Business crowdfunding “concentrates the mind”, reveals entrepreneur
6 min read
04 January 2018
For app builder Louise Doherty, business crowdfunding not only gave her business financial firepower but also provided a structure for growth plans.
In a much-quoted quip, tech writer and publisher Tim O’Reilly compared finance to gasoline on a road trip. “You don’t want to run out of gas…but you’re not doing a tour of gas stations.”
Perfectly true. However, where will you get that first full tank to get your business up and running?
The majority of entrepreneurs will bootstrap their businesses – drawing on personal savings and small loans from friends, family and other willing sources – for as long as possible.
It’s only when a business begins to show some success – or at least strong potential – that more financing options open up. The good news is your businesses should grow larger and stronger as it progresses through the financing lifecycle. As Yvonne Haizel of Mitsui & Co puts it, “success becomes likelier with each next funding round”
But which route or funding mechanism is right for your business?
London & Partners’ Business Growth Programme provides support to London SMEs via a dedicated growth advisor, mentoring, corporate engagement and events and workshops.
Their Routes to Finance report outlines everything you need to know about business finance for start-ups and scale-ups, the report looks at the key stages in an SME’s journey through the world of funding including:
• Angel investment
• Debt finance
• Series A, B, C etc
PlanSnap are a perfect example of how one London-based SME successfully raised finance. An app that makes social planning simple, PlanSnap helps people to agree a plan in just a few taps.
Founder and CEO Louise Doherty initially bootstrapped the business, using her own money and investment from an early client. She subsequently secured a combination of angel and accelerator funding before opting for business crowdfunding prior to product launch in October 2017.
The main reason for her choice of funding strategy was demographics. PlanSnap’s target market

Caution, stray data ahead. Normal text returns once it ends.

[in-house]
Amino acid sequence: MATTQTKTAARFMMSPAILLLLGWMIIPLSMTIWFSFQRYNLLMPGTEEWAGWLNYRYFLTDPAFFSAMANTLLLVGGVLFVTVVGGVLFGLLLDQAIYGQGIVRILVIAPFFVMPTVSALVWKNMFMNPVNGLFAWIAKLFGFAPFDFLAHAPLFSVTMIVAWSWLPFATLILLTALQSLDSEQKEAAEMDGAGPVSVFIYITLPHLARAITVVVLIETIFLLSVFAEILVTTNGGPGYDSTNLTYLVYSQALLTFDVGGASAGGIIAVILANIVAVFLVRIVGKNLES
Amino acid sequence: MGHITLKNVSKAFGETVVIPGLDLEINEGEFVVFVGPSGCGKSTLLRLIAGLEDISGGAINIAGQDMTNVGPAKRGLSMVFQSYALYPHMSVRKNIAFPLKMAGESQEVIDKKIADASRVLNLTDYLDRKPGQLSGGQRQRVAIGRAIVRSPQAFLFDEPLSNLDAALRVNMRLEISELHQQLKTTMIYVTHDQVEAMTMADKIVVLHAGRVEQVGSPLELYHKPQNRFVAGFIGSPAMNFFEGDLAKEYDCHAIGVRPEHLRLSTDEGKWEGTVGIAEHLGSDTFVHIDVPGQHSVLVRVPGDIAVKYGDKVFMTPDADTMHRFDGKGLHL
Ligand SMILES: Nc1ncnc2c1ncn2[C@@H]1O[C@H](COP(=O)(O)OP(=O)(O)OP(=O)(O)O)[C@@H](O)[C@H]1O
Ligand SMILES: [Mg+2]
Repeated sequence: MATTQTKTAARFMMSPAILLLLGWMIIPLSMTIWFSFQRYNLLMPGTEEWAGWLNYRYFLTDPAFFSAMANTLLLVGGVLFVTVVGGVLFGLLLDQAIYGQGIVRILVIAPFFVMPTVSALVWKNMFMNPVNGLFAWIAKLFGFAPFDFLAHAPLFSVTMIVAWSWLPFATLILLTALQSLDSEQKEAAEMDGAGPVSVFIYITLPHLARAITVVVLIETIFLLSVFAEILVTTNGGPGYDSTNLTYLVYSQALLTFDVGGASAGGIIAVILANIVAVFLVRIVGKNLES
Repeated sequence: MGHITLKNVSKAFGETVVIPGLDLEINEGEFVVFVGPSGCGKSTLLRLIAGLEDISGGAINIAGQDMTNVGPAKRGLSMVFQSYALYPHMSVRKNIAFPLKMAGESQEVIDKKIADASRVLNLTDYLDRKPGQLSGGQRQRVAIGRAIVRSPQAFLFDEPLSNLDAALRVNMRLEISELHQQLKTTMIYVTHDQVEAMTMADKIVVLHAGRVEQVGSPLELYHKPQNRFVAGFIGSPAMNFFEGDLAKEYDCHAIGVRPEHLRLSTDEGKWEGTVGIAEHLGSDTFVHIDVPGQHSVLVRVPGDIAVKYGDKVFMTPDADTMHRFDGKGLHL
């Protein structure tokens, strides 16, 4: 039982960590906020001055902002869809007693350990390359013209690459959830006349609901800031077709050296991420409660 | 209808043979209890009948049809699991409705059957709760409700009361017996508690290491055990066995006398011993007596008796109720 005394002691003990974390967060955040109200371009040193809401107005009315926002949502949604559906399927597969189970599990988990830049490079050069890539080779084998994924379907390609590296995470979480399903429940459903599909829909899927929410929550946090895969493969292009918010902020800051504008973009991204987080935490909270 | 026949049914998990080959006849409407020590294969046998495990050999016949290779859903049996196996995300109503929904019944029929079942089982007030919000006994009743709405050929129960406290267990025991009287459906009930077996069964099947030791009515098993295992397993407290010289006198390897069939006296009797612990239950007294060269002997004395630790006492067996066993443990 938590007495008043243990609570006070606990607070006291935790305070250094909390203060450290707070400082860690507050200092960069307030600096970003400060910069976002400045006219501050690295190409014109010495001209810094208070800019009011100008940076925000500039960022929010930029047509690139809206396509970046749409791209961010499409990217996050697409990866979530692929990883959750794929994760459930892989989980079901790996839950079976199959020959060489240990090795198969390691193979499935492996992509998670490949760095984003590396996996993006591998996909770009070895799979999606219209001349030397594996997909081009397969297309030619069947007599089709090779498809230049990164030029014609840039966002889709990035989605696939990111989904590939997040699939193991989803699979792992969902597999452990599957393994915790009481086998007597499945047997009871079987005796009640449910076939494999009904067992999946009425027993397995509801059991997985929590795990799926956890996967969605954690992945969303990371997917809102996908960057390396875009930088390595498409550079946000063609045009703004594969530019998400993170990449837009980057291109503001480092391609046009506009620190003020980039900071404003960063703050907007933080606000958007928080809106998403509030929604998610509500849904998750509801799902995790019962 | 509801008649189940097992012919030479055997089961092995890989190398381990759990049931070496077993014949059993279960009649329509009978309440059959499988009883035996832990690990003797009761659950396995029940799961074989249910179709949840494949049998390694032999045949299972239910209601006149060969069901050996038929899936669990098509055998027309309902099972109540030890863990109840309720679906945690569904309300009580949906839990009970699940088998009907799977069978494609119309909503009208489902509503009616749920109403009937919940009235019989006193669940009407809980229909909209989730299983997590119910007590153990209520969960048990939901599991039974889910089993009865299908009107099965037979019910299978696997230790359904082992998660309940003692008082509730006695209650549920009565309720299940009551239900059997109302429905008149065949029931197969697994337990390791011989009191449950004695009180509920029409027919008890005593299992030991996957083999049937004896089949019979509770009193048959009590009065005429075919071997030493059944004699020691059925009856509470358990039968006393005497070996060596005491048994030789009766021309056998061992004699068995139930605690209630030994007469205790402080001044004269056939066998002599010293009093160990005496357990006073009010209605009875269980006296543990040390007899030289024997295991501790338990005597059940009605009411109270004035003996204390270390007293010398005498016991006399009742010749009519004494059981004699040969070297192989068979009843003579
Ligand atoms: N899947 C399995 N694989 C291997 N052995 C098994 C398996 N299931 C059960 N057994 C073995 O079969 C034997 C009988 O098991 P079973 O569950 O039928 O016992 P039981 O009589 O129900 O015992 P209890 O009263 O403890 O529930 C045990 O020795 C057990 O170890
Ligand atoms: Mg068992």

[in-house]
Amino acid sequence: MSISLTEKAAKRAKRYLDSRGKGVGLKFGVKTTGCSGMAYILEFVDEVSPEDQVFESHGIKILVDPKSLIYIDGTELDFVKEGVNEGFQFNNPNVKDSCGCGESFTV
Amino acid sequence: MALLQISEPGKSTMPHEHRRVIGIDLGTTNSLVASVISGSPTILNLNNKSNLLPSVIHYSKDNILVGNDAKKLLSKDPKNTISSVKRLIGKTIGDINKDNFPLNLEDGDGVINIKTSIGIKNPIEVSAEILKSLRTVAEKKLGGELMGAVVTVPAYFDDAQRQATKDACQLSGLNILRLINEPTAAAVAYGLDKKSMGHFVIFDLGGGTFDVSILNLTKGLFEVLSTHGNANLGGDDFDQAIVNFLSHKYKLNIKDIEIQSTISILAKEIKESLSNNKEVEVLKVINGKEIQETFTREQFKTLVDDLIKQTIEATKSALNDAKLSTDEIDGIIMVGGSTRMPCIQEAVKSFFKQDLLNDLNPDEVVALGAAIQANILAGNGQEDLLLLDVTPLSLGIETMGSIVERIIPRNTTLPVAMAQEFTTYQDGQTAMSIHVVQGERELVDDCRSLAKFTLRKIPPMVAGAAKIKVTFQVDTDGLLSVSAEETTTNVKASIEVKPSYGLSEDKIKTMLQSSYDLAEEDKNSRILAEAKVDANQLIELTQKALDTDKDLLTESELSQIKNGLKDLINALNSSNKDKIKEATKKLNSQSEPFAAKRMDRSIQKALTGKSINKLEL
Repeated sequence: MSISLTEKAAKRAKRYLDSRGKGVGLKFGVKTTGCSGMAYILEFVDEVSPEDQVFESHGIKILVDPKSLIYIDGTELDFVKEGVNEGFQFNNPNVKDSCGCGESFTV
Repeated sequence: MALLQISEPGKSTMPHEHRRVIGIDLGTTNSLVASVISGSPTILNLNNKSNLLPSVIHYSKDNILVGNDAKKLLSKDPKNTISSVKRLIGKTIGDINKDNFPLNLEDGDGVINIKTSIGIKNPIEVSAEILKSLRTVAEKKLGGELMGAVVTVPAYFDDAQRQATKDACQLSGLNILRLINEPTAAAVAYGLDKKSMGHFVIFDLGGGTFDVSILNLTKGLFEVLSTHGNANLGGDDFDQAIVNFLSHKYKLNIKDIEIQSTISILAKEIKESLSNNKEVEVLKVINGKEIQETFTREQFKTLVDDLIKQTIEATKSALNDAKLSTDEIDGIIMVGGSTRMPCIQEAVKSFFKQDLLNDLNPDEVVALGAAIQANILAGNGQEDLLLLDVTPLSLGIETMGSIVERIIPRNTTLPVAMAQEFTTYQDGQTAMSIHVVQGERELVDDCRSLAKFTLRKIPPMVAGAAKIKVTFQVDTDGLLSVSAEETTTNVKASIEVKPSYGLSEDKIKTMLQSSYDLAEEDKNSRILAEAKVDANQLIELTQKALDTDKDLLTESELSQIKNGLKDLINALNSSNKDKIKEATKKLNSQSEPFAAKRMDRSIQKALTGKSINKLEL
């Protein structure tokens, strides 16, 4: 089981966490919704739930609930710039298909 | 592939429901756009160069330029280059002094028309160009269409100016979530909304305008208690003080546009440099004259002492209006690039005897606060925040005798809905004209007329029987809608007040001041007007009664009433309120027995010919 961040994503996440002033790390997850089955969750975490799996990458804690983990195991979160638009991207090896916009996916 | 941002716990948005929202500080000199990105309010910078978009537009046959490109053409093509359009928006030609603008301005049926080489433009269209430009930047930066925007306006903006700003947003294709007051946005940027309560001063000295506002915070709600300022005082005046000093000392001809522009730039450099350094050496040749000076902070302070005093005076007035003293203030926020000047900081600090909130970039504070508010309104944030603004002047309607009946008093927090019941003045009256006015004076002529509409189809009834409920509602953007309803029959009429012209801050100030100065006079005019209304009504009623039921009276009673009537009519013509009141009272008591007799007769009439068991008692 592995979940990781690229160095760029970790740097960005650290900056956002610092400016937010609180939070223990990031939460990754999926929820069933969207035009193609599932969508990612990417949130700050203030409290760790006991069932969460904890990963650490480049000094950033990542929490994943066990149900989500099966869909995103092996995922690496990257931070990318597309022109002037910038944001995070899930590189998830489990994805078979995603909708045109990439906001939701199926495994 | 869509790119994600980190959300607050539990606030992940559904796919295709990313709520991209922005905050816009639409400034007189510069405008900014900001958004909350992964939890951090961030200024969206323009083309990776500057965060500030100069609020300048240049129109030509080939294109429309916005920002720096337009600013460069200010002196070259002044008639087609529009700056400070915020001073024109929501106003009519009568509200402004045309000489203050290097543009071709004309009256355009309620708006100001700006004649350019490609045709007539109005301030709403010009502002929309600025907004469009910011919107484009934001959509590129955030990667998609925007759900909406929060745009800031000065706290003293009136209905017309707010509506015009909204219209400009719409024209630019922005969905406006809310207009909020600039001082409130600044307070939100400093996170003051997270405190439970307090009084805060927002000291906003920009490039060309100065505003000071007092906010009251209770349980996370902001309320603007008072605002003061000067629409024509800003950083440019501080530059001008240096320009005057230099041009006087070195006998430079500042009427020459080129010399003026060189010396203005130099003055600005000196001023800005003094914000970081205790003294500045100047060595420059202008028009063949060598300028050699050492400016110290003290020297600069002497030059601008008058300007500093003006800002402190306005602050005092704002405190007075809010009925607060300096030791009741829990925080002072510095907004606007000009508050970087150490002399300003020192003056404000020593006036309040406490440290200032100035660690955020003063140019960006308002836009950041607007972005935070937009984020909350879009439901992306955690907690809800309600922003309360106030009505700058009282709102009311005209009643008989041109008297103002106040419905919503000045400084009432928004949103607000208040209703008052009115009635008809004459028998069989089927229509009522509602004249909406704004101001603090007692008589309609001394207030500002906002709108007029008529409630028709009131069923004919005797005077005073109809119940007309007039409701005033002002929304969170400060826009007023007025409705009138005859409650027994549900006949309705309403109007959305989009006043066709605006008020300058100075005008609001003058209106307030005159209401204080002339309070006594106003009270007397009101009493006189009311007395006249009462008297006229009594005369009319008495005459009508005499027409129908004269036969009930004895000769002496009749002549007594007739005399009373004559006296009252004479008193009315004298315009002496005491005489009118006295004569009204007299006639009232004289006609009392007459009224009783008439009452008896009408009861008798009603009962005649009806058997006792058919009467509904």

is primarily women. Market research had showed Doherty that women do more social planning –
and crowdfunding communities include more women than traditional investment networks.
“The chance to market the business to a large audience with a healthy female representation was
very attractive,” says Doherty. In addition, crowdfunding is viable even without a large customer base, which PlanSnap didn’t yet have at that time.
Louise ran her business crowdfunding campaign on Crowdcube, and the process involved:
• Preparing the accounts and necessary legal documents
• Setting out the company’s strategy
• Creating three key assets for the campaign: a promotional video, business plan and financial statement
• Keeping the PlanSnap forum regularly updated with new and engaging content
• Attending tech, startup and Crowdcube events to drive interest in PlanSnap’s crowdfunding campaign
• Closing the round: communicating with investors, collecting payments and finalising the articles of association
“You need to put a huge amount of effort into the video, which needs to be really compelling;
and the business plan, which requires careful thought,” Doherty pointed out.
“And you need to spend a lot of time and energy going to events, meeting potential investors, and
maintaining the relationships you forge.”
She says the Business Growth Programme was a great help – not just introducing her to potential
investors, but running practice sessions to hone her pitch.
All that effort proved worthwhile. Against a target of £250,000, PlanSnap raised almost £380,000.
Around 520 investors took just over 11 per cent of the firm’s equity. Ahead of the launch, Doherty continued to invest money in improving the app, and making it more widely available. This has meant taking on new premises, and hiring more development talent.
A crowdfunding campaign concentrates the mind, for two reasons according to Doherty. It’s
very public, compared to other sources of finance, and it comes with a deadline.
“That makes you really think through how you’re going to communicate your business vision
and goals,” she explained. “And it helps you keep focused on the people whose interest is genuine
– those you believe will actually invest.”
But be mindful of the business crowdfunding risks, she cautioned. “If you don’t hit the target, you walk away with nothing.
So, prepare well – and make sure you have a back-up plan, just in case.”
Find out how we can help your business can successfully navigate through the world of funding. Our
experts and real-life case studies explain the jargon and offer tips to help you achieve the maximum investment required Download the report now >>